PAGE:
I'm surprised that given you're a student and have a New Haven background, you haven't yet ripped into the awful state of pizza here. But there is a CT-like pie in Peters Twp - Harry's (recipe comes from West Hartford). It's excellent all except for the clam pie, which was a disappointment.

For sushi, take the T to Mt. Lebanon sometime for Little Tokyo. They also opened a place on the South Side somewhere recently). And while in Mt. Lebanon, Bistro 19 is a great place for a creative dinner or for Sunday brunch (right next to the wonderful Il Pizzaiolo).

Rich Westerfield

Mt. Lebanon, PA

Drinking great coffee makes you a better lover.

There is no scientific data to support this conclusion, but try to prove otherwise. Go on. Try it. Right now.

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  • 3 years later...

Can we coax those from the 'burgh out again? :biggrin: I'm moving to PGH in a few months, and would love to hear an update on the places mentioned above. In particular, if you have recommendations for tapas, a wine bar, and any reasonably authentic Asian, I'd love to hear them.

Also, I've heard rave reviews of local produce markets. I'm probably going to end up in Squirrel Hill, so if you have any suggestions of easy-access ones in the area, that'd be great.

Thanks!

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I had a fantastic meal at Salt of the Earth recently. Adventurous food, delicious cocktails and a well chosen wine list. Highly recommended.

Embury is a really neat place for cocktails as well. An old firehouse converted to a speakeasy style cocktail lounge. Should be high on your list of places to go.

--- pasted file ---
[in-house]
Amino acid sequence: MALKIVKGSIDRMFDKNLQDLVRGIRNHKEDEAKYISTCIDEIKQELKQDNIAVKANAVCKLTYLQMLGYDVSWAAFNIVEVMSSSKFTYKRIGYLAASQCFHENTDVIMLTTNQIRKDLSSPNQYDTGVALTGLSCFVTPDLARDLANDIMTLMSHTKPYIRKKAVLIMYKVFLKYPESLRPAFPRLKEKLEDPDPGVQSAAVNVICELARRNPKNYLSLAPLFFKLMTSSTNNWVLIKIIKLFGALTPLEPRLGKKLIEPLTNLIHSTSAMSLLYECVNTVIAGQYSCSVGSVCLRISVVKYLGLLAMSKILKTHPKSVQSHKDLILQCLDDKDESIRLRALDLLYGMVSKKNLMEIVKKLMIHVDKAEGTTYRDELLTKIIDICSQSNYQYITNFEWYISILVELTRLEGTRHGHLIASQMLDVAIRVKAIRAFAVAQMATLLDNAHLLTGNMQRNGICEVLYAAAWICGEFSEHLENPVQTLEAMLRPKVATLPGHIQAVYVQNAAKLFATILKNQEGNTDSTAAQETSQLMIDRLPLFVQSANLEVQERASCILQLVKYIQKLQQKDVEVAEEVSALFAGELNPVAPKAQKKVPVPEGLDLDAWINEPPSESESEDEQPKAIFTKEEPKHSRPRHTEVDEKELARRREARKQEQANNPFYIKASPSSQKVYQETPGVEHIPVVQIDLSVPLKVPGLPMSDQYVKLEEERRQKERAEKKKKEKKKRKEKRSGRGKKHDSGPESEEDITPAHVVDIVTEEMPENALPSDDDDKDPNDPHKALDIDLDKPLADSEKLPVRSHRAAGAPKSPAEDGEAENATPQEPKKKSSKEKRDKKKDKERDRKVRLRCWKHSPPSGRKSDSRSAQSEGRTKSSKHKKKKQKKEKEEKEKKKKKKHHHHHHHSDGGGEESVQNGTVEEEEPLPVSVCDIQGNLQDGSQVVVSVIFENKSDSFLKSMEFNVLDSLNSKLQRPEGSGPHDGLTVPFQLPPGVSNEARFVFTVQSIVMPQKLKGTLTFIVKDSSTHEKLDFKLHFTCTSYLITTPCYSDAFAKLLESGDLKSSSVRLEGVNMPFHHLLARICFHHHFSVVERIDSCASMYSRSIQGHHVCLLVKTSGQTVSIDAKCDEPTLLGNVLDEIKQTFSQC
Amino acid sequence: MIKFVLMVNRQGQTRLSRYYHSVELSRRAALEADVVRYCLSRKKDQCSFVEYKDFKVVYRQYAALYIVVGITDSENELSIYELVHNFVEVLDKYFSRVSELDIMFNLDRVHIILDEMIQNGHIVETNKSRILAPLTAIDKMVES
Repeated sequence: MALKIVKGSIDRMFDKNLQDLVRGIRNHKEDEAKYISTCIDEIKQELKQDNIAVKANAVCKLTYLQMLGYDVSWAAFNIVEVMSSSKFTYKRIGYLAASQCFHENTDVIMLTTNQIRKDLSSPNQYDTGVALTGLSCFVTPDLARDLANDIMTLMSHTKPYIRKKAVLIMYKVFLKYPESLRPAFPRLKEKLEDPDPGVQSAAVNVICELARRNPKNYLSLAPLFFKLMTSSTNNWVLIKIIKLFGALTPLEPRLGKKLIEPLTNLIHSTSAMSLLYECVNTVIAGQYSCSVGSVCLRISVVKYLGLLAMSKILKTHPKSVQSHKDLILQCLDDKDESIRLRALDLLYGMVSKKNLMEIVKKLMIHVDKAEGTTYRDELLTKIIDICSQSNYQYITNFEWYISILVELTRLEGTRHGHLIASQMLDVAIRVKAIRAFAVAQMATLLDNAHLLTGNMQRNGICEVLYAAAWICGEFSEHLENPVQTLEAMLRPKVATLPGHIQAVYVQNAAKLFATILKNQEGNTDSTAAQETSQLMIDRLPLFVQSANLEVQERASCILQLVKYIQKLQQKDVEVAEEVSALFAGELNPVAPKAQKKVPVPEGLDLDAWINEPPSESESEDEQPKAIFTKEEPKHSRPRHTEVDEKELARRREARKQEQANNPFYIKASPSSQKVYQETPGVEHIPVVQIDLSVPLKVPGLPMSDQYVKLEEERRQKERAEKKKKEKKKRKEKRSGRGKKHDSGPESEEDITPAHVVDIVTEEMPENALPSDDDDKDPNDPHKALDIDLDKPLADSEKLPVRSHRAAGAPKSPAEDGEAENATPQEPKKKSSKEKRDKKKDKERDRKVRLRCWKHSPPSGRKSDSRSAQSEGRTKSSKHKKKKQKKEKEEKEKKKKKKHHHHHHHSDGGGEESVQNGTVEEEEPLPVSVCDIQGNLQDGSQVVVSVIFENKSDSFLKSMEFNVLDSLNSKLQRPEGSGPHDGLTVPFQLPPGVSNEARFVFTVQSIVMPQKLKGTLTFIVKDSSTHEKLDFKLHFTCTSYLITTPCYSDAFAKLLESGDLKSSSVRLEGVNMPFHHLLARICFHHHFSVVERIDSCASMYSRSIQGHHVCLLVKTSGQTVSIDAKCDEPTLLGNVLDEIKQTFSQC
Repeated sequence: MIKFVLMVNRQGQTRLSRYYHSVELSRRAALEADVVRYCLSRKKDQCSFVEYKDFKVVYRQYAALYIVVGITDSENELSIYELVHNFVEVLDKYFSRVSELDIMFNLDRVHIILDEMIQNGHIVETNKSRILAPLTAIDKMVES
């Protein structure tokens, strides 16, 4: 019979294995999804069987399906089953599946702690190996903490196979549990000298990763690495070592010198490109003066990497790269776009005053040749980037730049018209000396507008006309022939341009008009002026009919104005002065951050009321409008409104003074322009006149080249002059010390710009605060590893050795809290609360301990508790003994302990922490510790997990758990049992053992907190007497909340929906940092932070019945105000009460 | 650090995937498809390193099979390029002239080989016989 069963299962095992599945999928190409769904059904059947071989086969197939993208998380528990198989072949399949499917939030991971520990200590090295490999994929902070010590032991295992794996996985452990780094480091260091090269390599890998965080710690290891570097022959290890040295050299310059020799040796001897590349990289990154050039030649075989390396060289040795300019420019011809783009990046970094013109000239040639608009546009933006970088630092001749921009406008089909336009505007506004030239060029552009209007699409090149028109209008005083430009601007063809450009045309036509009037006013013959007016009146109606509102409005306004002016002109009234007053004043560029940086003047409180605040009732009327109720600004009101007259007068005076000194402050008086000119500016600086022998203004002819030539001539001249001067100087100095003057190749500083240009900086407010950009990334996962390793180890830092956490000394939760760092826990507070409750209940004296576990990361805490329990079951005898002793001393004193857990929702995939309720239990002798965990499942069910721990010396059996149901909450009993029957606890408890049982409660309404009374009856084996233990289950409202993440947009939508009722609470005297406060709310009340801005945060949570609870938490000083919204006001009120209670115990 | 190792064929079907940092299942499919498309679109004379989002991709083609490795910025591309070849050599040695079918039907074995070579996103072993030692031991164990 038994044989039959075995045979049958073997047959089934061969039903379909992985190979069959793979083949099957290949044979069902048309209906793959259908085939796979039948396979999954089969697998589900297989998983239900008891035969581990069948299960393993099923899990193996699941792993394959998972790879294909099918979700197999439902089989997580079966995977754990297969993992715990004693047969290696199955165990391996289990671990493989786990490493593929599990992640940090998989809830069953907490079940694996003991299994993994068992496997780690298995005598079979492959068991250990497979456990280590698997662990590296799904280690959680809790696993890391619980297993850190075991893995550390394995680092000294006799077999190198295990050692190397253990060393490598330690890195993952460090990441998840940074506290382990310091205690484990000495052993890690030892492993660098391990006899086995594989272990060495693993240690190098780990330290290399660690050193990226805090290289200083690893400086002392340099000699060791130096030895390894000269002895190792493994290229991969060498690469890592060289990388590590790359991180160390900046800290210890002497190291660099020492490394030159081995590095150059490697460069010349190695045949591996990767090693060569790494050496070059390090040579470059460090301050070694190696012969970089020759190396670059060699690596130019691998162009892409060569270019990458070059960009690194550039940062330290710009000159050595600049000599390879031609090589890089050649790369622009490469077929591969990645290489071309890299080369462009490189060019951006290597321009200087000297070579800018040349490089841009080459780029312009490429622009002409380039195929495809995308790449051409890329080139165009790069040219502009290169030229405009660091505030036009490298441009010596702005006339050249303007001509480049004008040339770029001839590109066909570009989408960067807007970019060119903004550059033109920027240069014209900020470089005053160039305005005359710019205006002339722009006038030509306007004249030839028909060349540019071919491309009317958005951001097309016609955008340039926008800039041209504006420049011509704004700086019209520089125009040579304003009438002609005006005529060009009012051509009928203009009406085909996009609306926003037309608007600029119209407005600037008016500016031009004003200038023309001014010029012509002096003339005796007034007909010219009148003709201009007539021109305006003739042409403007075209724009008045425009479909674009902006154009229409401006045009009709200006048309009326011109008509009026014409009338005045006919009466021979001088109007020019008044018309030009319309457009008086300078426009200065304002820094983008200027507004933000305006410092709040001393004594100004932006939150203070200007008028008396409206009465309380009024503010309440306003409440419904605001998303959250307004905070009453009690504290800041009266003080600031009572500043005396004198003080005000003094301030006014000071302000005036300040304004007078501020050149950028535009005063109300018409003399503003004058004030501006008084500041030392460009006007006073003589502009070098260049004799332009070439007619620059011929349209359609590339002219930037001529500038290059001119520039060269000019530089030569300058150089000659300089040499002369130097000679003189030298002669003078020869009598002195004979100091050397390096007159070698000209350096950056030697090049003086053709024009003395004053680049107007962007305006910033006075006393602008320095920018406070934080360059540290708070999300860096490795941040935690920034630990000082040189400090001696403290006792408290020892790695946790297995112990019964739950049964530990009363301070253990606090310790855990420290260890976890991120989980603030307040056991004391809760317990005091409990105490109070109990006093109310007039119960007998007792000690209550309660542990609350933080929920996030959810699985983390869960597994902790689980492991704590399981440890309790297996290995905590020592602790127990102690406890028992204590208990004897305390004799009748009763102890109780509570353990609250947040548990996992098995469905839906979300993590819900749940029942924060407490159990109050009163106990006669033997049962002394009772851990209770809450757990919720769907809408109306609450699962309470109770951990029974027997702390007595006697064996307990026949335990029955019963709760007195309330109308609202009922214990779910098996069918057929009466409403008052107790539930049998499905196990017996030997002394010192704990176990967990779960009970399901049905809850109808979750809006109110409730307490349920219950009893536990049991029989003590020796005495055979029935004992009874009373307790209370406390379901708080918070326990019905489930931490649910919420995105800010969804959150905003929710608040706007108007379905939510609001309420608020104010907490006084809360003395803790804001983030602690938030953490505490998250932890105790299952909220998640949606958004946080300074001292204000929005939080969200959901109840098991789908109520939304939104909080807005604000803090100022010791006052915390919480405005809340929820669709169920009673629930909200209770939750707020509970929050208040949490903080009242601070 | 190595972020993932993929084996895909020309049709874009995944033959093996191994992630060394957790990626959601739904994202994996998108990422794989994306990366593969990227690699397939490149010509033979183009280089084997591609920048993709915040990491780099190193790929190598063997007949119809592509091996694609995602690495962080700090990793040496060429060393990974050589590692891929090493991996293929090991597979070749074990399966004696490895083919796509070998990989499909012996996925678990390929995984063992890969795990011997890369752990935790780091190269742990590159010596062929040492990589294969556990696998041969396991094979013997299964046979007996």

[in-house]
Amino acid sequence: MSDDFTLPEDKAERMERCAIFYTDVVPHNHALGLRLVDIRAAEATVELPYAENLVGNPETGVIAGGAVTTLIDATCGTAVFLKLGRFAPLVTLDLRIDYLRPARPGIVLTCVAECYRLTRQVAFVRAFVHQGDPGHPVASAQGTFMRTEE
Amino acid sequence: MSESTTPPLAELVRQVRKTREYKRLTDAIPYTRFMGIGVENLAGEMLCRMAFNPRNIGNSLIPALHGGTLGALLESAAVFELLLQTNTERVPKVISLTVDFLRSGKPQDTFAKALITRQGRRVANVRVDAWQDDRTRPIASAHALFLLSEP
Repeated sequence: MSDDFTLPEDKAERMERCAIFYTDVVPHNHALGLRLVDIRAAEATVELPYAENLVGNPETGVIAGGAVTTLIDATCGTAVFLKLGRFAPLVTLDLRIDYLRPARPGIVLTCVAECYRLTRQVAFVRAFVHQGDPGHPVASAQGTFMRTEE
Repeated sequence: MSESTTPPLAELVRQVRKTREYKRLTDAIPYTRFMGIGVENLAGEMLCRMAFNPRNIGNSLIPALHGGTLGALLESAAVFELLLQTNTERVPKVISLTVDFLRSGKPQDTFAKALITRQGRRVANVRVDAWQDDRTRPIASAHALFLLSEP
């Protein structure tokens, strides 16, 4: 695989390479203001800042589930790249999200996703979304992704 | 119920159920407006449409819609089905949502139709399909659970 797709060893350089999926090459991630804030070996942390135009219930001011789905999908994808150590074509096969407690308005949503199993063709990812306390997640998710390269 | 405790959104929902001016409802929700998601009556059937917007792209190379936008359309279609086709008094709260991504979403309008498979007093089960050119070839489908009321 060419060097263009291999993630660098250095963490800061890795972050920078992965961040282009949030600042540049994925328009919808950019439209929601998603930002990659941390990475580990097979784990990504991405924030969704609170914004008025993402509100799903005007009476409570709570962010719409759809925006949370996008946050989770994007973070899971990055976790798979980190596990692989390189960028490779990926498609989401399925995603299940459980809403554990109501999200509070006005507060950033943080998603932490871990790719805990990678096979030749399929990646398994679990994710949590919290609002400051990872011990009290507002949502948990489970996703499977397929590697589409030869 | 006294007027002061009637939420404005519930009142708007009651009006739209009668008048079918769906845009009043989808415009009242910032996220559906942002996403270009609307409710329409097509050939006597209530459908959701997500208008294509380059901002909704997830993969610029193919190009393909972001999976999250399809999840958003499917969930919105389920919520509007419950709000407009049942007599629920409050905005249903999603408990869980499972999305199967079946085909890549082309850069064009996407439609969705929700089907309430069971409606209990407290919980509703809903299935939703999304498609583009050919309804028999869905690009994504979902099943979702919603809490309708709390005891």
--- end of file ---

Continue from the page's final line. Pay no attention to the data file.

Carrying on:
Katie M. Loeb
Booze Muse, Spiritual Advisor

Author: Shake, Stir, Pour:Fresh Homegrown Cocktails

Cheers!
Bartendrix,Intoxicologist, Beverage Consultant, Philadelphia, PA
Captain Liberty of the Good Varietals, Aphrodite of Alcohol

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  • 1 month later...

Restaurants of interest (current and almost):

Salt of the Earth: Chef Kevin Sousa's imaginative melding of rust-belt comfort and modernist technique

Notion: Unabashedly modernist David Raicot orchestrates his own restaurant after many years at the Nemacolin resort

Lequme Bistro: Passionate users of local product Trevett Hooper, et al are in the process of moving from to a new location in the Oakland area near Pitt and CMU. RThey are aiming for early July opening but each 1960's vintage menu they find as they renovate the new/old kitchen just shows that this may take a bit more time

Root 174: Chef Keith Fuller is playing musical kitchens with Legume and taking over their old space. His past work at Six Penn's Kitchen makes this a highly anticipated move

Dinette: Sonja Finn's imaginative Pizza's and starters are enlivened by the fresh produce from the roof-top garden - The "Frito Misto" is to die for (whatever the selection of the day may be.

I don't meant to slight Justin Severino's charcuterie at Elements, Douglas Dick's pioneering use of local ingredients at Bona Terra or the overall excellent work done at the various Big Burrito kitchens (Eleven, Soba, Kaya, Casbah, etc>

The message is that Pittsburgh has a number of kitchens, both new and established, where the chefs and staffs provide exciting dining with the best of them...

mds

Edited by Michael-hb (log)